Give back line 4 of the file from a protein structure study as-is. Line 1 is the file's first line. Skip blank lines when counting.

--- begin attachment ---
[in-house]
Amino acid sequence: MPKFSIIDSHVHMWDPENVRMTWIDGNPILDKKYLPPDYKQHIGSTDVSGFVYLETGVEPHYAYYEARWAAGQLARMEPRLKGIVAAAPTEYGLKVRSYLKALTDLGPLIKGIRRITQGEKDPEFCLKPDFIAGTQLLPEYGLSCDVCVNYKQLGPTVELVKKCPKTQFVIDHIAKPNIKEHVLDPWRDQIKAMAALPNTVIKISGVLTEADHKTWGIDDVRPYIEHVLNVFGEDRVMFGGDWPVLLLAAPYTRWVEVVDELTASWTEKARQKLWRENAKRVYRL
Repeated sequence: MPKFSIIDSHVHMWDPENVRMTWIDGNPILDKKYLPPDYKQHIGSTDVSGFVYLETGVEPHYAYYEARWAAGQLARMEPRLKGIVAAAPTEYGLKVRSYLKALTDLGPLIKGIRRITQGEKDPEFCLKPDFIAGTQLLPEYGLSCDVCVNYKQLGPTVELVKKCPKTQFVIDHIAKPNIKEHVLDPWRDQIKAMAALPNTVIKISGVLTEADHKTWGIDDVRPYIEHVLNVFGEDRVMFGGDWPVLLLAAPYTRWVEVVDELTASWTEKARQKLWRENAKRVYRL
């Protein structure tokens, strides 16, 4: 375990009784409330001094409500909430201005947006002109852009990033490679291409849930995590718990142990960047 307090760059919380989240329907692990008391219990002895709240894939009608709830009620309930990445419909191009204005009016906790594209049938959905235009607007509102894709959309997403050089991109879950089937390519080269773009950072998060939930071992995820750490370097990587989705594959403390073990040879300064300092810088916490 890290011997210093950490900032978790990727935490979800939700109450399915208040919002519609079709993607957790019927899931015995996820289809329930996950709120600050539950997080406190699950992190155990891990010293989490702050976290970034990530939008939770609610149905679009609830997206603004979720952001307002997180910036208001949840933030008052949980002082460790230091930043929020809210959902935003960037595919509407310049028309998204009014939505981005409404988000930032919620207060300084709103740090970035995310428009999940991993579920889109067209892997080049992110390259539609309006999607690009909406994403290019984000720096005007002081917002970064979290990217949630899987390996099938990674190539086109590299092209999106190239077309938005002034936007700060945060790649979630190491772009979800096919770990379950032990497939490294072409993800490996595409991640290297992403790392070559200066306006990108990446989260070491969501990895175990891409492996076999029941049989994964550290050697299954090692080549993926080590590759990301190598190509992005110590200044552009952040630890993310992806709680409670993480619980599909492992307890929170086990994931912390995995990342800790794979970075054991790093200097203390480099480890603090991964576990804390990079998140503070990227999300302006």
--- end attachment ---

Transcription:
């Protein structure tokens, strides 16, 4: 375990009784409330001094409500909430201005947006002109852009990033490679291409849930995590718990142990960047 307090760059919380989240329907692990008391219990002895709240894939009608709830009620309930990445419909191009204005009016906790594209049938959905235009607007509102894709959309997403050089991109879950089937390519080269773009950072998060939930071992995820750490370097990587989705594959403390073990040879300064300092810088916490 890290011997210093950490900032978790990727935490979800939700109450399915208040919002519609079709993607957790019927899931015995996820289809329930996950709120600050539950997080406190699950992190155990891990010293989490702050976290970034990530939008939770609610149905679009609830997206603004979720952001307002997180910036208001949840933030008052949980002082460790230091930043929020809210959902935003960037595919509407310049028309998204009014939505981005409404988000930032919620207060300084709103740090970035995310428009999940991993579920889109067209892997080049992110390259539609309006999607690009909406994403290019984000720096005007002081917002970064979290990217949630899987390996099938990674190539086109590299092209999106190239077309938005002034936007700060945060790649979630190491772009979800096919770990379950032990497939490294072409993800490996595409991640290297992403790392070559200066306006990108990446989260070491969501990895175990891409492996076999029941049989994964550290050697299954090692080549993926080590590759990301190598190509992005110590200044552009952040630890993310992806709680409670993480619980599909492992307890929170086990994931912390995995990342800790794979970075054991790093200097203390480099480890603090991964576990804390990079998140503070990227999300302006």